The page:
Also known as "medicine". When it actually works.
In this case, not so much.
But it is still an interesting question about what sort, if any, interventions are necessary by government to deal with these ineffectual products (homeopathy, almost literally the same sugar and water of the generic placebo variety) being sold by the millions.
And I'd have to agree, the proper public policy response is basically to put a label on there to warn people that they're being hoodwinked, but let them if they wish to proceed from that to waste their money and time on ineffective (or at best placebo) treatment. It's really only fraud if people are unaware of the benefits and risks of their fiscal transactions. If they're still dumb after being informed that they're reliably going to be wasting their money, I say let them be taken advantage of.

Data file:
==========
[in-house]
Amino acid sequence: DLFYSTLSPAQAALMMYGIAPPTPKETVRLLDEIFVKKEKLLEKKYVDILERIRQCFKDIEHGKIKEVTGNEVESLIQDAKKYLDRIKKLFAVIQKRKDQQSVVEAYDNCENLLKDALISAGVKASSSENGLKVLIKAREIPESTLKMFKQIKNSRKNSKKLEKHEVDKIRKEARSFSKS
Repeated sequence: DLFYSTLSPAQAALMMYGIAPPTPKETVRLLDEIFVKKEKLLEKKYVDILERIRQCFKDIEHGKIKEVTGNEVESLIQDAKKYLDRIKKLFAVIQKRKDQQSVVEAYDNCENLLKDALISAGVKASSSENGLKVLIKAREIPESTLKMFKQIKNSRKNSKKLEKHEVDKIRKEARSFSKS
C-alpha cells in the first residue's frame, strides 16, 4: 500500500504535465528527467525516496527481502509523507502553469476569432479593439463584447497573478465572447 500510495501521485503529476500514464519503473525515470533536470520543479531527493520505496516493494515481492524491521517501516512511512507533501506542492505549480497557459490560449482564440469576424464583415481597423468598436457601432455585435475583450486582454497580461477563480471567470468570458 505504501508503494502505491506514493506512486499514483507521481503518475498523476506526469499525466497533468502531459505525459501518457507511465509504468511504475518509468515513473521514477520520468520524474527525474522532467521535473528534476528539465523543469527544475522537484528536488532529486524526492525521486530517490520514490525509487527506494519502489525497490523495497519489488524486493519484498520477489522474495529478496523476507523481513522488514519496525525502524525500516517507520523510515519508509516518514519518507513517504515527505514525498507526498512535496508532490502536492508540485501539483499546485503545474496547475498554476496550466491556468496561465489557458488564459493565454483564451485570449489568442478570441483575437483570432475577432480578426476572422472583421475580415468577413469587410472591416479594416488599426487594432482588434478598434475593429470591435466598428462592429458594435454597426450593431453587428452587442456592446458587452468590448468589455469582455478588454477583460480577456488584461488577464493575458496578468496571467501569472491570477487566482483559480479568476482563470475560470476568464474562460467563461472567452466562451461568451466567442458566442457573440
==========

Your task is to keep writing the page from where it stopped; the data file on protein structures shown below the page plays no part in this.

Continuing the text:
One interesting qualifier would be that there could probably be better or more transparent information about actual medicines and their measurable effectiveness against various ailments. There are plenty of pills out there that can cost a minor fortune and yet have almost zero health impacts relative to placebos. In other words, there's plenty of actual medicine that's barely mediciny.
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